The Suwon – Inchon narrow gauge line: Gojan Station (– Gongdan/Choji Station – Ansan Station) – Oido Station
The original Suwon to Inchon line (수인선 협궤열차) ran all the way from Inchon harbour to Suwon (수원) station, but by the end of the existence of the line this was no longer the case. But like other parts of the line which were still there long after the railway had been closed the part from Ansan (안산) station to Inchon was completely demolished (save for a few bridge and some shorter stretches of line) only relatively recently when the new subway line from Oido (오이도) to Songdo (송도) was constructed on top of the old line. Even more recently other parts were demolished in order to contruct an interchange with the new Daegok-Sosa-Wonsi Line, meaning that a new station (Choji, 초지역) will come into existence soon, replacing Gongdan (공단) Station. Even then however there are still remnants left out there, between Gojan (고잔) station and Ansan station.
The rest of the article including maps and satellite pictures after the break.
After a visit to the Korean topographical services in Suwon I ended up with a lot of maps (both 1:25.000 and 1:50.000) of the whole length of the Suwon to Inchon narrow gauge railway. The office had created 3 map sets for me: 1975, 1987 and 1996, or effectively the 1970s, 1980s and 1990s. Besides those historical sets (which can only be bought in Suwon) I also bought the current set of maps. This meant I now had highly detailed maps of the entire line. And then I noticed some strange effects… An example can be found on map NJ-52-9-18. This map is part of the 1:50.000 series and is available from a series of years. In this particular example I am showing the 1974, 1985/1987 and 1987/1996 versions of this map.
The whole area in present day Ansan in 1974 (click on the picture for a larger size). During this period Chinese characters were still very common in official publications and maps were no different. The stations on the SuIn line can be seen quite readily on this map, but not every station has been explicitly named. One name, 일리(역) or Illi station, can only be found on this map and the 1985 version of the map, after the opening of the commuter line this became Handaeap Station (한대앞역), by which name it can still be found on the map today.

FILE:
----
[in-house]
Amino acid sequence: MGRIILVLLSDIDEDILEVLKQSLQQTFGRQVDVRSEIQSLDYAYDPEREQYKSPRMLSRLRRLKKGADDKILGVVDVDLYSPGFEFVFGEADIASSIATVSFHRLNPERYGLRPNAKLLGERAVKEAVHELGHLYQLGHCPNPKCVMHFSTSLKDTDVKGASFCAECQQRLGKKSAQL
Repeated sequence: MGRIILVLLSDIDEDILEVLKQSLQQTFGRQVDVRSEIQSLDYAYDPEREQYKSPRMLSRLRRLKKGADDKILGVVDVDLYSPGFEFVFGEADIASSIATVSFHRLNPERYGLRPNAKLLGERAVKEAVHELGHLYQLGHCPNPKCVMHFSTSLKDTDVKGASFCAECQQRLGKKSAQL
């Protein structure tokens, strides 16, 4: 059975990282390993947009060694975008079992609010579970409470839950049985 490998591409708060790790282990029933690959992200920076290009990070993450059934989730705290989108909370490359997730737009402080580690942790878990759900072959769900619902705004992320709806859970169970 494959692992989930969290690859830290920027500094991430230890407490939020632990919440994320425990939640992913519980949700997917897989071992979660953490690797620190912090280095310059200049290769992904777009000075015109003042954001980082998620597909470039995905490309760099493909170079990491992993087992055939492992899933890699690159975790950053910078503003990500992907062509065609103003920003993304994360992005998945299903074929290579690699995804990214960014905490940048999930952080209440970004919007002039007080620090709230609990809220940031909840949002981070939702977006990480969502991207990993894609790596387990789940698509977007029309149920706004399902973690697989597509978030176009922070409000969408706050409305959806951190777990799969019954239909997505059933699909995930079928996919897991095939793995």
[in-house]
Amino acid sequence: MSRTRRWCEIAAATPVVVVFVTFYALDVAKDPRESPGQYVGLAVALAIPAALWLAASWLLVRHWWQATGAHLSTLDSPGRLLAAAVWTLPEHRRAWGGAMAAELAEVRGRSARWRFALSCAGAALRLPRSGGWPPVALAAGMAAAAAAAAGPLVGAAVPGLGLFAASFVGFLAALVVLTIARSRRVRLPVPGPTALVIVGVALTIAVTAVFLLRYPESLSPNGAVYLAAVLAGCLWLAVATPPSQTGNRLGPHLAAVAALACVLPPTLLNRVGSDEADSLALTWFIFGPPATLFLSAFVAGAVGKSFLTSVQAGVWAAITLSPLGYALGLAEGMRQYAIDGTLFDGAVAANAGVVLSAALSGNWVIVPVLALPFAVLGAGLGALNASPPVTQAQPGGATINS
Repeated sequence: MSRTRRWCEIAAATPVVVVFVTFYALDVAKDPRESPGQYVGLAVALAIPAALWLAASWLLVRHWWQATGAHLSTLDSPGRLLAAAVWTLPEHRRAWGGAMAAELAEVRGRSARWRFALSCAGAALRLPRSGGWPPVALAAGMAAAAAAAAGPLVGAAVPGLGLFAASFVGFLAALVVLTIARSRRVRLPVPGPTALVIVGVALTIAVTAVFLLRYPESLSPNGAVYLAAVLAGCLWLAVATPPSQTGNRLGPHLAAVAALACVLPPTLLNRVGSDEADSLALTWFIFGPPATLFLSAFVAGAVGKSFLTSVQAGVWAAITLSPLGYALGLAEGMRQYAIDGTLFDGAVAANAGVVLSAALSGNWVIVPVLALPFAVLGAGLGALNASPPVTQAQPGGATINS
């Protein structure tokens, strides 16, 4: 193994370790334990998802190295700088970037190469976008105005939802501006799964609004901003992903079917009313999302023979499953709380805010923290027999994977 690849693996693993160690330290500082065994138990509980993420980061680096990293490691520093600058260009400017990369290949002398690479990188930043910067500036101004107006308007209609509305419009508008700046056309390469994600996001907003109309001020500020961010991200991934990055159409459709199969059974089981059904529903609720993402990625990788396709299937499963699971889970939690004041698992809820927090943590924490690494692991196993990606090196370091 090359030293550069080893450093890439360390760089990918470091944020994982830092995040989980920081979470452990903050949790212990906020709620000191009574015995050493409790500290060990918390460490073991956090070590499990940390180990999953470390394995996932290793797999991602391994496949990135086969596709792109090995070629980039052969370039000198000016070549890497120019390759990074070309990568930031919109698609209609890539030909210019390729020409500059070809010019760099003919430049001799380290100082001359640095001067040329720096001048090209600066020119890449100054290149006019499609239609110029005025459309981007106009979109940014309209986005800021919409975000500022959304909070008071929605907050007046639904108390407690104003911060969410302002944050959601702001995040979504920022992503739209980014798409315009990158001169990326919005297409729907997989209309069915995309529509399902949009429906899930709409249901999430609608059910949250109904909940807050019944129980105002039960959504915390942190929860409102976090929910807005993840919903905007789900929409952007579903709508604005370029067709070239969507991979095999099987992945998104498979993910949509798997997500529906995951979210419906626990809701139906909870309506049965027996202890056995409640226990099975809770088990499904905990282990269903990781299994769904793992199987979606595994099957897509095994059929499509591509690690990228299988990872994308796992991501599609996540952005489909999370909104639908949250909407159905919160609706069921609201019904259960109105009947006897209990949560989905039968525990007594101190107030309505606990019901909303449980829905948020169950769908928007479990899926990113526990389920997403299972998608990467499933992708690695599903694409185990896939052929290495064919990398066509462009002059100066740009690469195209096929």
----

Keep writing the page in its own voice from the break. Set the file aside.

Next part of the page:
The line from Suwon to Omokcheon is mainly through build-up area, but after Omokcheon the country really opens up. The dominating feature here is the KTX viaduct built to allow the high speed railway run without interruption from Seoul to Busan. This area is now relatively busy, there are now quite a few people living in the area and many roads are now crossing through the valley. These roads of course were the main reason why the railway was abandoned to begin with: first the buses and later private ownership of cars dealt the final blow to the railway in this area. However, ironically it is the construction of the new commuter line that has destroyed the line in parts of this area.
The map below shows the whole line between Suwon and Ansan. The first article described the part between numbers 1 and 2. This second article describes the line from just to the west of (2) and to the south of (4), mainly around (3).
The rest of the story is available after the break.
A walk on the former narrow gauge line (“수인선”) from Suwon (수원) to Ansan (안산) (in parts). This line was last used on the last day of 1995, but most of the track can still be seen in the country side. However, part of the line is now used to build the new subway line from Suwon to Ansan (and onwards to Inchon), so most of the line will disappear soon. The signs are (literally) all over the place: part of the track bed near the high speed railway line bridge has already been demolished completely and in Omokcheon many signs can be find on the track telling people that their gardens are illegal.
The Naver map below shows the complete route of the narrow gauge line between Suwon (1) and Ansan (5). This article describes the part between Suwon (1) and Omokcheon (오목천) (2), which is mainly in suburban areas. The grey thin line close to the numbers is the new commuter line (currently under construction) between Ansan and Suwon, but since it mostly follows the alignment of the old line it is quite a good indicator of the old line. The line from Omokcheon (2) to Maesong (매송) (3) and Ansan (5) is part of the next article, while the line at Sari (사리) (4) is now completely demolished and nothing can be seen here in this area of Ansan. (Click on the map for a larger size.)
The easiest point to get on the line is near Suwon station, on the western side of the main railway line. On the Google map below that is near Pyeong-dong (평동) (2). The line ends at the Korail mainline (1), and between (1) and (2) the line runs next to an airfield which is also used by the air force, taking pictures here might be illegal… In Gosaek (3) the track can easily be found, while in the fields (4+5) between Gosaek (고색) and Omokcheon the line runs through the country side. In Omokcheong (6) it is not always easy to discover the line, but a lot of it is still there.